Father and Daughter ArgueIt is natural for divorced parents to disagree on a variety of parenting philosophies. For many parents who have primary custody, it is nerve wracking when it is time for their children to go visit their noncustodial parent for the summer. You may worry about whether or not your child will be supervised appropriately. Divorced spouses often have a turbulent history and many parents are unsure of whether or not their worries are unfounded. Our last post discussed how a child’s marijuana use can become the catalyst of a new custody fight. In this post we will discuss what to do if you suspect your child is smoking marijuana while in the custody of their other parent, and if it is appropriate to contact an attorney.

Virginia Courts are unlikely to take custody away from a parent who is properly addressing a child’s drug use

If your child is using drugs while in the custody of another parent then the first thing that must be determined is whether or not the child’s marijuana use is a result of poor supervision. Honestly consider if your child has a history of drug use before jumping to blame the other parent. If marijuana has been a problem while the child has been in your custody as well, then it may be difficult to justify taking away the other parent’s visitation. Virginia Courts will be most concerned with what the other parent is doing to address the problem. Child custody and visitation rights will not be taken away from a parent who is providing reasonable supervision, discipline, and addressing any behavior problems the child has. If your child has a history of using marijuana, then in most cases the appropriate action to take is to coordinate discipline efforts with your ex-spouse. In the event your child is spiraling out of control, a custody battle will not fix the problem. Family counseling, co-parenting courses, and agreed upon rules and punishments are more appropriate than turning to attorneys.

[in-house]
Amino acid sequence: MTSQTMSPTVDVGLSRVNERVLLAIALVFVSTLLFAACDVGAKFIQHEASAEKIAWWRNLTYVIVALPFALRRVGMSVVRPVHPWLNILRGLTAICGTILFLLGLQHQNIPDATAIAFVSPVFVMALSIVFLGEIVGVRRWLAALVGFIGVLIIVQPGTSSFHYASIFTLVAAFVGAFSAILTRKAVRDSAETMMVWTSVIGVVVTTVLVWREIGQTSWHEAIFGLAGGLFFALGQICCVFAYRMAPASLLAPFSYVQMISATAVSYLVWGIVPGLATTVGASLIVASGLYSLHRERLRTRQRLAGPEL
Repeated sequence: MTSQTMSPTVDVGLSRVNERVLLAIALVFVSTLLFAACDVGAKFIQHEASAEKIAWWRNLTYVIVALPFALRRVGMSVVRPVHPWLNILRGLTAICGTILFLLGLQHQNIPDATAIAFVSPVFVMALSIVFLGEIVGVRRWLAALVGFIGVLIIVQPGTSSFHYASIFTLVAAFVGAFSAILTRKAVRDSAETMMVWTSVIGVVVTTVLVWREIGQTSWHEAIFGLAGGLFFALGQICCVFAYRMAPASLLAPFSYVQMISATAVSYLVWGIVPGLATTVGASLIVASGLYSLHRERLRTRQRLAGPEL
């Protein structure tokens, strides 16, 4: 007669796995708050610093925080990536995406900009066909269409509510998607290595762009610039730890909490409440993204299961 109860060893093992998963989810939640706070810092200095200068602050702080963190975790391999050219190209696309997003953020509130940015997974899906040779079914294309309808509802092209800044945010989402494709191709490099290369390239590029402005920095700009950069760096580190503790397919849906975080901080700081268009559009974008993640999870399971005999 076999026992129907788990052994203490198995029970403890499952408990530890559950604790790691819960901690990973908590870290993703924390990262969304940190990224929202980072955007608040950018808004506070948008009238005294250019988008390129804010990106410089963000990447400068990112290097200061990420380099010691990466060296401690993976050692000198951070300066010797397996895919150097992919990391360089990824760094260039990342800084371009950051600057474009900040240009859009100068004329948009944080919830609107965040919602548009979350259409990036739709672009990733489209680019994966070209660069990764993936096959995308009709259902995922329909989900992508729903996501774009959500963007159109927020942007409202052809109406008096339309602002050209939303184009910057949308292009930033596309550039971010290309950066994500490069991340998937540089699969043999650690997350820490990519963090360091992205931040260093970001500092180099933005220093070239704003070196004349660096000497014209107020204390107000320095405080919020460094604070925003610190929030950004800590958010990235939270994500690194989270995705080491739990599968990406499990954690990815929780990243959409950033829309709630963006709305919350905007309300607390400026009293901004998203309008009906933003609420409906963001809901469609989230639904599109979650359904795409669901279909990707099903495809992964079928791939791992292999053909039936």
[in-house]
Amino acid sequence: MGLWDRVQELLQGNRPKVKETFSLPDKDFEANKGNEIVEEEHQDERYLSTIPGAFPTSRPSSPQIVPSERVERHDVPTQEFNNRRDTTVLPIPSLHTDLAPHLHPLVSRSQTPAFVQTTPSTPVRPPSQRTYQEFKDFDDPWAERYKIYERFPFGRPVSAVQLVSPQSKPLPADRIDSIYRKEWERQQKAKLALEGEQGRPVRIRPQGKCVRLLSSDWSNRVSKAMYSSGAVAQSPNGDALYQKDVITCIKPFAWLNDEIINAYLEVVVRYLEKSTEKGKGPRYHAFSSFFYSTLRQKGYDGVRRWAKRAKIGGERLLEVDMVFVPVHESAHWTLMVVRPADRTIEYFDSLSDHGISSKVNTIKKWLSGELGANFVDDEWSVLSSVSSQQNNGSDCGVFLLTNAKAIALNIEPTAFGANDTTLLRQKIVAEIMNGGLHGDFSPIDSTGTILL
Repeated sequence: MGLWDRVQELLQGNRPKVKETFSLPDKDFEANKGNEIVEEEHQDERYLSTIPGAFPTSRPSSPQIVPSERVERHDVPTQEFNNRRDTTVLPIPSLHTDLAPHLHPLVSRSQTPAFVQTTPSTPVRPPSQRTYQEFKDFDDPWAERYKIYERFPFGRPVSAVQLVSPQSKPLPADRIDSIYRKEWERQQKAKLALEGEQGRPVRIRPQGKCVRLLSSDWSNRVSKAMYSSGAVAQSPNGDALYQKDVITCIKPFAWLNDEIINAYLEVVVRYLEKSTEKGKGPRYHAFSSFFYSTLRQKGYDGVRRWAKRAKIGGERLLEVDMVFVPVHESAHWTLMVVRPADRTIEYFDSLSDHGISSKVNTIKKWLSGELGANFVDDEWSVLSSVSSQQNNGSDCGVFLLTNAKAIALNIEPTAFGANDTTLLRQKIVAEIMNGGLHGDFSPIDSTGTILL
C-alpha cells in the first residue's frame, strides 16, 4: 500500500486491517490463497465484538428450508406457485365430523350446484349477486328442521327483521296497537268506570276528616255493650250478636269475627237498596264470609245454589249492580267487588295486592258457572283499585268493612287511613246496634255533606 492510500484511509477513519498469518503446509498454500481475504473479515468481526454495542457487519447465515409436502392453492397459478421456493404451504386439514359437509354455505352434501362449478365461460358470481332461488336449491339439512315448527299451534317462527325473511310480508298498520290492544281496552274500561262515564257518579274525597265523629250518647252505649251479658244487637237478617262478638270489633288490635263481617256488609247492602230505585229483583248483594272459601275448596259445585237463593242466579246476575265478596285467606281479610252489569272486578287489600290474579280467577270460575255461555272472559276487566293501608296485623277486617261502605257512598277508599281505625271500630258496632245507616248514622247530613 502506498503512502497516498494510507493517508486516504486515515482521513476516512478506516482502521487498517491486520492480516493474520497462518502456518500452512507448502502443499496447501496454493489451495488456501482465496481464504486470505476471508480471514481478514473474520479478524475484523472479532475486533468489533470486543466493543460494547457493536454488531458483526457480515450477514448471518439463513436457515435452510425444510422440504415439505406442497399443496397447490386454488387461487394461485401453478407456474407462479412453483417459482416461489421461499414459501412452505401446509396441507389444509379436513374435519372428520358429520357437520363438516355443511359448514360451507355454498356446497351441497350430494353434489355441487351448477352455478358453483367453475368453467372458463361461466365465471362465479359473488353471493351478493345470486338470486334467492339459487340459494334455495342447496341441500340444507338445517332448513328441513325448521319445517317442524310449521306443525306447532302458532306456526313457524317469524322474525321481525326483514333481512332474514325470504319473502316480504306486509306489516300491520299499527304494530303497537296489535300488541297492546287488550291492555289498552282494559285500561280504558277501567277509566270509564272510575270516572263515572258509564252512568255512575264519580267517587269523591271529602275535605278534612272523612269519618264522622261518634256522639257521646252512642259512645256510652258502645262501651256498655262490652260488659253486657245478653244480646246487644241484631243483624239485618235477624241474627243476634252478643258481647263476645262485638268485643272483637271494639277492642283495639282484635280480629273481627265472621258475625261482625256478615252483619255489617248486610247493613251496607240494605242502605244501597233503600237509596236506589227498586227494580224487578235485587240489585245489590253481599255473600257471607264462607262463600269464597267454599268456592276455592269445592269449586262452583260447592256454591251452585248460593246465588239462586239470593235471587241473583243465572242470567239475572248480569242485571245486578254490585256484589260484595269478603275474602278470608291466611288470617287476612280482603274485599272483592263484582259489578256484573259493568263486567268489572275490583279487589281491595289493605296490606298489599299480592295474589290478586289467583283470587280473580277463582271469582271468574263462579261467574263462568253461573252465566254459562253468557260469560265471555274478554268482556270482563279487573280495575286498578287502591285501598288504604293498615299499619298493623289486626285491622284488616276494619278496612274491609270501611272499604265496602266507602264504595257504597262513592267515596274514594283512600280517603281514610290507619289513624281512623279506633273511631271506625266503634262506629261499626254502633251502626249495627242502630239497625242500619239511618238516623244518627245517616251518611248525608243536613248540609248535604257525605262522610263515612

Virginia Courts will take custody away when a parent is acting negligently

Calling an attorney is appropriate if and when you suspect that the other parent is acting in a negligent manner. If the child is left alone frequently with no supervision, and there is clear evidence that the child has been using drugs, the Court may find reason to make a change to custody rights. The Court will also be concerned if the parent is smoking marijuana in the presence of the child, or providing the child an opportunity to use drugs. As marijuana is not legal in Virginia, the Court will not tolerate drug use in the home.

If you believe your child is engaging in marijuana use while staying with their noncustodial parent, the first step is to make a reasonable attempt to solve the matter privately whenever possible. When co-parenting is not possible, and you believe your child’s safety is in danger, it may be necessary to contact an experienced family law attorney. Our next post will discuss the legal process of requesting an emergency change in custody. If you currently are worried about your child smoking marijuana while in the custody of their other parent, contact our office today.